Michael Bay Movies That Don’t Totally Suck

Few filmmakers are as polarizing as Michael Bay. The director behind the divisive Transformers films has been subject of an enormous backlash in recent years for his over-the-top action sequences, offensive humor, and general lack of emphasis on anything remotely resembling coherent storytelling.

Nevertheless, his films continue to rein in hundreds of millions of dollars all around the globe, with his four Transformers films earning $3.7 billion worldwide. Despite the critical derision Bay has received of late, his filmography isn’t entirely without its stronger points.

Here are five films he’s directed that — shockingly or not — are actually watchable. Granted, we’re not saying all of these are masterworks of cinematic achievement, merely that Bay can deliver thrilling escapist adventures when he endeavors to do so.

1. Bad Boys (1995)

Martin Lawrence and Will Smith hold up guns in Bad Boys

Bad Boys | Sony

Before Will Smith became one of the biggest movie stars in the world, Bay paired him with then-hot comedy star Martin Lawrence for this buddy cop action comedy. The two men play police partners who are forced to switch identities as part of a ruse that will lead them to taking down a Miami druglord. Bickering like an old married couple, Smith and Lawrence have tons of chemistry, and Bay delivers a number of standout action set pieces that helped the film spawn a sequel, with a third film now on the way.

2. The Rock (1996)

Sean Connery and Nicolas Cage stand over laboratory containers in 'The Rock'

The Rock | Disney

Perhaps Bay’s most beloved directorial effort, this one pits Nicolas Cage’s FBI agent and Sean Connery’s federal inmate — the only man to ever escape Alcatraz Island — against Ed Harris’s rogue U.S. general. The film blends a wry sense of humor with well-crafted action sequences like no other Bay film, and its three leads serve to elevate the material even further with their considerable onscreen talents. It may be a guilty pleasure for some, but for the most part, this is Bay at his very best.

3. Armageddon (1998)

Bruce Willis and Ben Affleck wear orange space suits in 'Armageddon'

Armageddon | Disney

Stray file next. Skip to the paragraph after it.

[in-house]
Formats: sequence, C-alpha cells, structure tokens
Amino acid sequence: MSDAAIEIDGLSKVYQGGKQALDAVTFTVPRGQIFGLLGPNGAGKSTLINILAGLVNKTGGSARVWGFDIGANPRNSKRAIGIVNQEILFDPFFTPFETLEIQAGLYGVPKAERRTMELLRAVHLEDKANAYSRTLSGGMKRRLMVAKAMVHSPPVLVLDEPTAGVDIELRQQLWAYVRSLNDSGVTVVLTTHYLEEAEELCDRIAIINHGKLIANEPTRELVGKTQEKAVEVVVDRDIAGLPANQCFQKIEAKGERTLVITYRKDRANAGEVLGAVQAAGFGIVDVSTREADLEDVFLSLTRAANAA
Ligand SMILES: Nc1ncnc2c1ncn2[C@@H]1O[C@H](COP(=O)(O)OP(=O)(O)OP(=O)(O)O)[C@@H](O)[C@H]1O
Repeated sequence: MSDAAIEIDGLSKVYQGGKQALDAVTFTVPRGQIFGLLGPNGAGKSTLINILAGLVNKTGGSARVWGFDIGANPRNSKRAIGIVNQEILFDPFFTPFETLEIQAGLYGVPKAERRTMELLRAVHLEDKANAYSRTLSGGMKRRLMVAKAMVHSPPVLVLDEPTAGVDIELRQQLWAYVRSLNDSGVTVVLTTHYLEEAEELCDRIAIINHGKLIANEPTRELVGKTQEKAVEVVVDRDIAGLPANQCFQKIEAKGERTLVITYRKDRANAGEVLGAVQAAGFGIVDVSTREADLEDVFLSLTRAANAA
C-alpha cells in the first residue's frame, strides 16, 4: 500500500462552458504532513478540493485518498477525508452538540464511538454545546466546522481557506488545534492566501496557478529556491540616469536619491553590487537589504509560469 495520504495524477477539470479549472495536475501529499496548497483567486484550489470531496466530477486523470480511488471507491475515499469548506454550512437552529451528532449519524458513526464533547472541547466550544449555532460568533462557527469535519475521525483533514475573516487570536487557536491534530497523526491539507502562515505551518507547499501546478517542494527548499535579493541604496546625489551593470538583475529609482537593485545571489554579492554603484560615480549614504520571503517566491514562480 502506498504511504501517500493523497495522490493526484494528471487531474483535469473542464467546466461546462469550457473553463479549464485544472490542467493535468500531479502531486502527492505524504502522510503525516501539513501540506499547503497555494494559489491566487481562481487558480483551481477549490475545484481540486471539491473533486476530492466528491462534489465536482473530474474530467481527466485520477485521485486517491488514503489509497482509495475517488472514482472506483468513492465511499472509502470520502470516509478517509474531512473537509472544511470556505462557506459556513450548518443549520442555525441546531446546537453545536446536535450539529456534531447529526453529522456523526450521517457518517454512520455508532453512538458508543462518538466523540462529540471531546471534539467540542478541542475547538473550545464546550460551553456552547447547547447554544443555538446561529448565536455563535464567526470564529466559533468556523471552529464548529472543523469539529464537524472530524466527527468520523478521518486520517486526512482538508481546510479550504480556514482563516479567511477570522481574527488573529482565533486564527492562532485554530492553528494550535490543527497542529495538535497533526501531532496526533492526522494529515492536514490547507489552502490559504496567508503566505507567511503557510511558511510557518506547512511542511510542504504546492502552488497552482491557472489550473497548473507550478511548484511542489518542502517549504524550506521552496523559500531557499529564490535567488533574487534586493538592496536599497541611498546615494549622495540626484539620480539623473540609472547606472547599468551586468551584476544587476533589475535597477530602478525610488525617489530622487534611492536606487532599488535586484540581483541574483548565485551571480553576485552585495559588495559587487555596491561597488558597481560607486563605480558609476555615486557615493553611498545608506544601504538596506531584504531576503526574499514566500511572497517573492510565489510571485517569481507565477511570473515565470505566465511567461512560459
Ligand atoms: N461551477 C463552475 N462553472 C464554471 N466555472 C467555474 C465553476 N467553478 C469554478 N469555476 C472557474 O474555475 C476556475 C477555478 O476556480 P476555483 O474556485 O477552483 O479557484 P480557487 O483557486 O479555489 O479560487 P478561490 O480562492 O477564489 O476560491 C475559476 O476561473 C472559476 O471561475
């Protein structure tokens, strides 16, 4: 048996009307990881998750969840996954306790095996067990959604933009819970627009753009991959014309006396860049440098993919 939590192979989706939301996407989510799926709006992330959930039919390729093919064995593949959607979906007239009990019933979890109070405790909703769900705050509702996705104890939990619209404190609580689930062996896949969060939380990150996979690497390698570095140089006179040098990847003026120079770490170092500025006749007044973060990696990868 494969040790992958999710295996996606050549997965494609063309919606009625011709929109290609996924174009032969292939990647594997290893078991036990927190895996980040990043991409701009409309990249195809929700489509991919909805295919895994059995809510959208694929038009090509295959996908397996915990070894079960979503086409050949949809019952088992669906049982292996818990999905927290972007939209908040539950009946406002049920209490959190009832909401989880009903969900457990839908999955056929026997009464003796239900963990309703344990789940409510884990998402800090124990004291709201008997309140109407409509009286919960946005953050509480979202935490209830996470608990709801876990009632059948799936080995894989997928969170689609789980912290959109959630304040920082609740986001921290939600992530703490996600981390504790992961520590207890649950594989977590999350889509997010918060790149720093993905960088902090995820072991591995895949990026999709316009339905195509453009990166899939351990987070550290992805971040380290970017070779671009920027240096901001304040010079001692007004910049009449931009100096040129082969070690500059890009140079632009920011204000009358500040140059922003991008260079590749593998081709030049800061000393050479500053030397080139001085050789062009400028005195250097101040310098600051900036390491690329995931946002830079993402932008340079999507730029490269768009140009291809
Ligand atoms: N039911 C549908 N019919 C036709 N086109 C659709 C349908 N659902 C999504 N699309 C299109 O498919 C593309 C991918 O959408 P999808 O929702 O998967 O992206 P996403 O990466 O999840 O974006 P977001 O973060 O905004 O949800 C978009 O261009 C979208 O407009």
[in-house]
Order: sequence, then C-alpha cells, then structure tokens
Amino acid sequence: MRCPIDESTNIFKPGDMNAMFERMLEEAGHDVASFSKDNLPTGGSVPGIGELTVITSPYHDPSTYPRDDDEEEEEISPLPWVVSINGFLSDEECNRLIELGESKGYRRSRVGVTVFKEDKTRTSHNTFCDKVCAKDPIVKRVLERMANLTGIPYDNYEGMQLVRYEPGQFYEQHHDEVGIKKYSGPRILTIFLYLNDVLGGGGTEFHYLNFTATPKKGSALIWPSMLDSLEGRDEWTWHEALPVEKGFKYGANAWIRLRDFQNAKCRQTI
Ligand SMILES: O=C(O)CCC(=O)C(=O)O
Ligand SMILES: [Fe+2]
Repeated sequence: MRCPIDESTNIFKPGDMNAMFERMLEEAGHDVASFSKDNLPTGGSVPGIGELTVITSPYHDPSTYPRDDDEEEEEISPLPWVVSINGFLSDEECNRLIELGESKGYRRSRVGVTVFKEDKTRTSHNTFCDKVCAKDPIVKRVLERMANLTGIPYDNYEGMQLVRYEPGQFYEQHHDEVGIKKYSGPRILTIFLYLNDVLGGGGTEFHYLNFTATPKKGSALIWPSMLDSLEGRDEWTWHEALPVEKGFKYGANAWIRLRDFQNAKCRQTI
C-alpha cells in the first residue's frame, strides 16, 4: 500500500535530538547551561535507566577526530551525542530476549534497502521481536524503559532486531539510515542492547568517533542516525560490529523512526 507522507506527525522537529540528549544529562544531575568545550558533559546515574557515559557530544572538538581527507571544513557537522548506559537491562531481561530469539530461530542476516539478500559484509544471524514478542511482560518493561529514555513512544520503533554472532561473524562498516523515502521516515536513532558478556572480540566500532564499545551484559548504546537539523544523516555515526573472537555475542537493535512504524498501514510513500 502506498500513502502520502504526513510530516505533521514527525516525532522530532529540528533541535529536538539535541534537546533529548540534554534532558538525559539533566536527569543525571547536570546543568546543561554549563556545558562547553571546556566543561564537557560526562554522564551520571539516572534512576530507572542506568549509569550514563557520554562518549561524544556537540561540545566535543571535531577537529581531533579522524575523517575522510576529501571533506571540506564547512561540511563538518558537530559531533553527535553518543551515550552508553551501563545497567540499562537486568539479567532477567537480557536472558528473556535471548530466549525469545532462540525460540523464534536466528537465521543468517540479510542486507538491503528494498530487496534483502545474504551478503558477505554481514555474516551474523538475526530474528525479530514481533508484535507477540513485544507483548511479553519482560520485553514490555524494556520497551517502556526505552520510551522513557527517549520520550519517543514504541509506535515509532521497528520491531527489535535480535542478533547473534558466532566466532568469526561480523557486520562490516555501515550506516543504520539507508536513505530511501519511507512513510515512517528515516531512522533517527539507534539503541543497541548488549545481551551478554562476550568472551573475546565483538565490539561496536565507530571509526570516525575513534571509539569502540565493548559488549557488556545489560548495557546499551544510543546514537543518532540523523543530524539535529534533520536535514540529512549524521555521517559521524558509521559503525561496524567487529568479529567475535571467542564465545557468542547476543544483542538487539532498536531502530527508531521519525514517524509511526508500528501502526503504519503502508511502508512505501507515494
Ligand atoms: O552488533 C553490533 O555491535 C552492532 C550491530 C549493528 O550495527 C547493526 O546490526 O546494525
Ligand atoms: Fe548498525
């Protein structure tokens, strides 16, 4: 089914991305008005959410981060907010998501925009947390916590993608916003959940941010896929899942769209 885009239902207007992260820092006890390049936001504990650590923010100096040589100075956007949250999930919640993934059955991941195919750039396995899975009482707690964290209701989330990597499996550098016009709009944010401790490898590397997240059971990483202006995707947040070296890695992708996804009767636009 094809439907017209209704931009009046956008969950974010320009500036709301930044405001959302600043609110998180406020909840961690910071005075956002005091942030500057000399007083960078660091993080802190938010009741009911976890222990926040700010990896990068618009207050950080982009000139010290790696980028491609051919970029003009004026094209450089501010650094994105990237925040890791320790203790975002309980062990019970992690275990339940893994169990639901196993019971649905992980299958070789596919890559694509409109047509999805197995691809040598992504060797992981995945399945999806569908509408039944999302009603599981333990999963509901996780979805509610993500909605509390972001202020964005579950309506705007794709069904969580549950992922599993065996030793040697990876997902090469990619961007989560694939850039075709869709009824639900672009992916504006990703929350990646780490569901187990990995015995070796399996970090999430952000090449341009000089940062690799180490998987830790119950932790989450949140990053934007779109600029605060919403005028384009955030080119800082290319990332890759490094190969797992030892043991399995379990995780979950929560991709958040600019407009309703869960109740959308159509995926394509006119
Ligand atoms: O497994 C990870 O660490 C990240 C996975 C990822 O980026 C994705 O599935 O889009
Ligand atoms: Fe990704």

Sure, Armageddon is not without its faults, notably some ham-handed romantic moments between the characters played by Ben Affleck and Liv Tyler. However, the film does boast a strong lead performance by Bruce Willis and a fun supporting cast that includes Steve Buscemi, Will Patton, William Fichtner, Michael Clarke Duncan, and Owen Wilson. It may be ludicrous at best, but as pure spectacle — the film was the highest-grossing release that year — it works. Plus, the soundtrack features that ubiquitous Aerosmith hit, “I Don’t Want to Miss a Thing.”

4. The Island (2005)

Scarlett Johansson and Ewan McGregor stand next to each other in 'The Island'

The Island | Dreamworks

The plot of The Island may hew a bit too closely to sci-fi classics like THX 1138 and Logan’s Run, but what the film lacks in pure originality, it makes up for in its strong visuals and winning cast, led by Ewan McGregor and Scarlett Johansson. Set in a future world where the wealthy are able to create clones for organ harvesting, the film — the first Bay feature not produced by Jerry Bruckheimer — is not without its social commentary, even if it’s more concerned with overblown explosions. At least it’s not nearly as offensive as some of Bay’s other work.

5. Pain & Gain (2013)

Dwayne Johnson, Mark Wahlberg and Anthony Mackie stand next to each other outdoors in 'Pain & Gain'

Pain & Gain | Paramount Pictures

While Bay is far better known for his action efforts, this dark comedy proved that he was capable of delivering quality work in other genres as well. Centering on the true story of a group of bodybuilder criminals, the film polarized critics with its extreme violence and shallow, cynical perspective. However, the satire therein worked better for some than others, giving stars like Dwayne Johnson and Mark Wahlberg (who would go on to headline Bay’s Transformers: Age of Extinction) the opportunity to flex their comedic muscles in a way they hadn’t before.

Follow Robert Yaniz Jr. on Twitter @CrookedTable

Additional reporting by Michelle Regalado

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